I agree with almost every other reason you wrote about, but ...I think both deserve merit.


I'd hate to have to be stuck with a fly section from a 40' fg as achickenladder. Alum is MUCH better IMO.


 

www.richmondrenovationsandrestoration.com  

(post #123910, reply #37 of 99)

Ok, so I get it that I was completely excluded from this conversation save for a passing remark about "chinese" junk gorilla ladders. I don't care to defend the gorilla ladder. I wasn't in the mood to contemplate ladder purchases that day.

As for wooden ladders, which originated the above purchase. I mentioned how I don't like them as they seem to need adjustment -- they swell and shrink with the weather and time.

I am curious about the old wooden extension ladders. My oldtimer partner says he owned a 40' wooden ladder and loved it.

What are they like and how long did they generally last? how long did it take for them to rot? Did they tend to break easily? Are they cumbersome to move around? Did you find them to get rickety and loose often?

Just idle curiosity because I've only seen a few wooden ladders in all my short career at this.

As for myself, I will always buy fiberglass and high rated as well. When I carry the fiberglass ext. ladder and feel its weight and how smoothly it pushes up in place instead of the clackety-stop-clackety-stop of the aluminum ladder I think, "Thank god." and climb with more confidence.

(post #123910, reply #38 of 99)

Yeah, feel more confident on the high FG ext. ladders for sure. Glad to have them when setting up for something labor or time extensive.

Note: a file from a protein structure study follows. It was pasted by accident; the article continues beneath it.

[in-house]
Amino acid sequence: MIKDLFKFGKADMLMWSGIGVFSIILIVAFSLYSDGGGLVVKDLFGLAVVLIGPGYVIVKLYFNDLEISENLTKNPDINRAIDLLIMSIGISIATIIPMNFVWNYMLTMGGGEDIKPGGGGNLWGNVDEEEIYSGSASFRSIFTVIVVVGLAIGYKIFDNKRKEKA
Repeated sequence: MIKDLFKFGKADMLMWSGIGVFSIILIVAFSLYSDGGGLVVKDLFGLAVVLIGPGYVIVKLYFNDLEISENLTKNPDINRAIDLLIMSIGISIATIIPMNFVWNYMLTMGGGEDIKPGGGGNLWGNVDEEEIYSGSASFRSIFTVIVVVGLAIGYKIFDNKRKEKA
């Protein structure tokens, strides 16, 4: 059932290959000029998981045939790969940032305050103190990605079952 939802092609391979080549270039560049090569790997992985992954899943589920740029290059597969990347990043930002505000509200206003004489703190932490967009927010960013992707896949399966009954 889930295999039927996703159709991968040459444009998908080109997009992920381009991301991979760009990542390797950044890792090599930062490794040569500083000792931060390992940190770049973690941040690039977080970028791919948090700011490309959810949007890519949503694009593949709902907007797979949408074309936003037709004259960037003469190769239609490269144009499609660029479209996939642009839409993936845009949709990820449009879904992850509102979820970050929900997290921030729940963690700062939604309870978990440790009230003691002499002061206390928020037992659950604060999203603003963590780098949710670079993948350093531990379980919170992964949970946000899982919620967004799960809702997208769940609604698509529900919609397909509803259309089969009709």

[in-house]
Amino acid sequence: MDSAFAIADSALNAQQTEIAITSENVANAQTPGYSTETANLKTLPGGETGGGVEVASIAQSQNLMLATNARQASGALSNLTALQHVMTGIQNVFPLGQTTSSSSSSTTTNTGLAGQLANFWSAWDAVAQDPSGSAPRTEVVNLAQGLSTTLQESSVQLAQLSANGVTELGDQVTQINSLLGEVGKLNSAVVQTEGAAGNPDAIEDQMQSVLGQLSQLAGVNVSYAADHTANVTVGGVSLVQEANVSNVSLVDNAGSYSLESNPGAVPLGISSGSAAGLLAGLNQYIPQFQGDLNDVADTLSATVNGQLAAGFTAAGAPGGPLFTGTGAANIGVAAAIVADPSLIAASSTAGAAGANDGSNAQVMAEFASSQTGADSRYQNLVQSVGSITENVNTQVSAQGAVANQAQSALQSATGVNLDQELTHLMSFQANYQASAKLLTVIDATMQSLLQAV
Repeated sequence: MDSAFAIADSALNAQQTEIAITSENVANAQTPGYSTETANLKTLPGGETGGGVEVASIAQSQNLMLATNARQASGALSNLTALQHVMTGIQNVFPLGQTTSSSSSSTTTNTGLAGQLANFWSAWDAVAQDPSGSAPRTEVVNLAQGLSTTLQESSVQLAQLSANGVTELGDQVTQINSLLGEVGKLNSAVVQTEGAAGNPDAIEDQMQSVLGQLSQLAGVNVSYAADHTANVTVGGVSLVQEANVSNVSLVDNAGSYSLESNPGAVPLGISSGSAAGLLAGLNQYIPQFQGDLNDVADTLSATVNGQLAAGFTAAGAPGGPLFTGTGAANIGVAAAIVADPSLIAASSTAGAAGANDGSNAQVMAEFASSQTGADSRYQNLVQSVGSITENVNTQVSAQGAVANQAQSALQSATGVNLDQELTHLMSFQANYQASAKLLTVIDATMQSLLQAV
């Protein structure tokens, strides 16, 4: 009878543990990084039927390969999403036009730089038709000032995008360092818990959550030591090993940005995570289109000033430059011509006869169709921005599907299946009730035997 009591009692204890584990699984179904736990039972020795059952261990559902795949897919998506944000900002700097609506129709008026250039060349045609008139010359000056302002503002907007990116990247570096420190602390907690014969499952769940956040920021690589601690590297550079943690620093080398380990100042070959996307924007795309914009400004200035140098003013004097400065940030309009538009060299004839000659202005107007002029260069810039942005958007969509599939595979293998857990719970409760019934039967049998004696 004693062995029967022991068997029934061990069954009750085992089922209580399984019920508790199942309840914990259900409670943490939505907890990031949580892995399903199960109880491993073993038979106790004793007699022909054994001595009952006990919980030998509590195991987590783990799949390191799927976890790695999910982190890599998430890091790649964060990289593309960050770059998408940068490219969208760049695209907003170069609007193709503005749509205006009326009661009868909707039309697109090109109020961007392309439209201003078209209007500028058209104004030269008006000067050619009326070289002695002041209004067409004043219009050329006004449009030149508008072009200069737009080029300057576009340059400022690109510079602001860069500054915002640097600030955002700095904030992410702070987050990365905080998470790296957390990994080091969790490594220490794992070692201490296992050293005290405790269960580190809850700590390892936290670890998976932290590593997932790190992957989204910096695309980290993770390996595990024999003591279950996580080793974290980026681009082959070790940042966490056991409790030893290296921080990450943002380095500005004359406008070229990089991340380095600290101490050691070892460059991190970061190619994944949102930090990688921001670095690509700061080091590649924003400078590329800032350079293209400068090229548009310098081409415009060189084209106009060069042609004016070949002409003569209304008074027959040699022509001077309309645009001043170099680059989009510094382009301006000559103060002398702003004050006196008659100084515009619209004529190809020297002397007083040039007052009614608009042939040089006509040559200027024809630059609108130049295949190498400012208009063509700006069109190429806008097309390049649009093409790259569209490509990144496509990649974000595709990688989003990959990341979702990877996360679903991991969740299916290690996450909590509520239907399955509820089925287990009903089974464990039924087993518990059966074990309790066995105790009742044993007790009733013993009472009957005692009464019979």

But I've got to get an aluminum too 'cause those fg can wear you out pretty quick when you have to continually move them around.


 


be planning for the long haul


 


'Nemo me impune lacesset'
No one will provoke me with impunity

 

 
   

'Nemo me impune lacesset'
No one will provoke me with impunity

(post #123910, reply #39 of 99)

I have had experience with only one 40' wooden extension ladder. It was stored indoors, so rot was not an issue. I did not like it.


It was heavy as heck and there was plenty of give in it- not that it is bad, but I suppose wood would give more than aluminum or fiberglass. Given the quality of wood available, I suppose that a good quality tall wooden extension ladder is going to be pricey.


Another shop had plenty of wooden stepladders. Those were heavier than fiberglass versions. Yes, the steel rods under the rungs needed tightening once and a while. No rot issues there, either.